Are Statins the Answer?
Statin drugs are one of the most prescribed medicines in the United States. Statins are two of the top 10 prescribed medications in the United States (Lipitor and Zocor). Lipitor is the #1 prescribed medication in history, with total sales of $150 billion. This cost is staggering.
Statins have been available for use by prescription since September 1, 1987. For the last 35 years, they have been prescribed by physicians under the pretense that they protect patients from heart attacks and progressive coronary artery disease.
I began practicing cardiology in 1983. When statins first became available, it was a common assumption by cardiologists that statin drugs could eliminate or dramatically lower the incidence of acute and chronic coronary artery disease. This belief was based on the premise that most heart disease was related to cholesterol abnormalities. It was a surprising conjecture because there was clear evidence that underlying inflammation was the primary cause of this common disease.
Over the last three decades, my perspective and statin utilization have changed dramatically. Initially, I was willing to do anything to help my patients alleviate their risk and diminish the frequency of heart attacks. As an interventional cardiologist who spent many hours in the cardiac catheterization laboratory treating patients with severe coronary artery disease and acute heart attacks, any medical treatment that would alleviate this disease was a welcome balm. We were surrounded and inundated with the positive benefits of statin therapy by pharmaceutical representatives and articles in our medical literature. Statins could do no wrong. The benefits were overwhelming, and the side effects were minimal.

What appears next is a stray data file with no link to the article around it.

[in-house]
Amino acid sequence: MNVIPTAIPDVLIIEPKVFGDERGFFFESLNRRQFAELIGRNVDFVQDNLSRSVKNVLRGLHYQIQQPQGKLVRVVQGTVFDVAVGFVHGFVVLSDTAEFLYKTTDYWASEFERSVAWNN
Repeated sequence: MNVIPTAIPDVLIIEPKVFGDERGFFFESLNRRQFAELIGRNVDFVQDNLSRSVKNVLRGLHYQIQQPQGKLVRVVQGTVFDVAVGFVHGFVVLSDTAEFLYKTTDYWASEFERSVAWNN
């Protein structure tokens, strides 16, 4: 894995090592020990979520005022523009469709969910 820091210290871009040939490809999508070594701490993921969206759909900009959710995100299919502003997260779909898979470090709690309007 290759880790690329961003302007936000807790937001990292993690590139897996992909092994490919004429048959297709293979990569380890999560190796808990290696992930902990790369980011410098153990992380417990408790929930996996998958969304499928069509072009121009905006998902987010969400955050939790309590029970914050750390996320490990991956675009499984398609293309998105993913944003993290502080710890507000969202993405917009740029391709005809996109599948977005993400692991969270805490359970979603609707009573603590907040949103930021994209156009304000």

Interestingly, my initial experience with statin side effects seemed contrary to the reported low incidence of muscle aches, cognitive issues, and fatigue. My patients seemed more willing to discontinue the medication than to accept the risk-reduction benefits. Like many physicians, I was too busy to scrutinize the medical literature regarding this phenomenon and wanted to do everything to help my patients.
Several years ago, I came across a critical analysis of the Jupiter trial. In that trial, the subsequent analysis over the years revealed that Crestor (a newer statin) did not have the benefits widely reported during the initial reports. I was astonished that such deception had occurred, making me look much more critically and analytically at the medical literature. It provoked me to analyze the risks and benefits of statin therapy more carefully.
I have significantly altered my approach to statin therapy after intensive education. This decision has come after much thought, clinical experience, and review of an extensive body of literature. Many of my fellow cardiologists would be surprised at my cynicism toward statin therapy, and I cannot blame them for this view. There is a long-held belief by the cardiology community that statins are the golden egg provided for the successful treatment of heart disease. Interestingly, however, the incidence of cardiovascular disease has remained relatively high since 1987, and this realization seems to go unnoticed by my colleagues. Despite this finding, beliefs and habits are tough to alter. Mark Twain observed, “The glory which is built upon a lie soon becomes a most unpleasant incumbrance. … How easy it is to make people believe a lie, and how hard it is to undo that work again!”
Over the last several years, one of my patients’ most common questions is whether they should start or continue prescribed statin therapy. There is a significant amount of concern by the non-medical community regarding statins, including their potential risks and benefits. Patient confidence in statin therapy in the United States is reportedly low. Patient compliance with taking statins is approximately 50%. Patients may hesitate to take the medicines or experience unspoken side effects. Cost may also be an issue in some cases. Based on my clinical experience, I suspect the side effect profile is more significant than reported in the medical literature. In addition, I believe the patients have significant concerns regarding the risks and benefits of these drugs. Sadly, some physicians advise patients to maintain statin therapy even in the presence of ongoing intolerance. In addition, many excellent physicians feel pressured to “meet the guidelines,” and statin utilization is part of the guideline requirement for patients with elevated cholesterol and diabetes.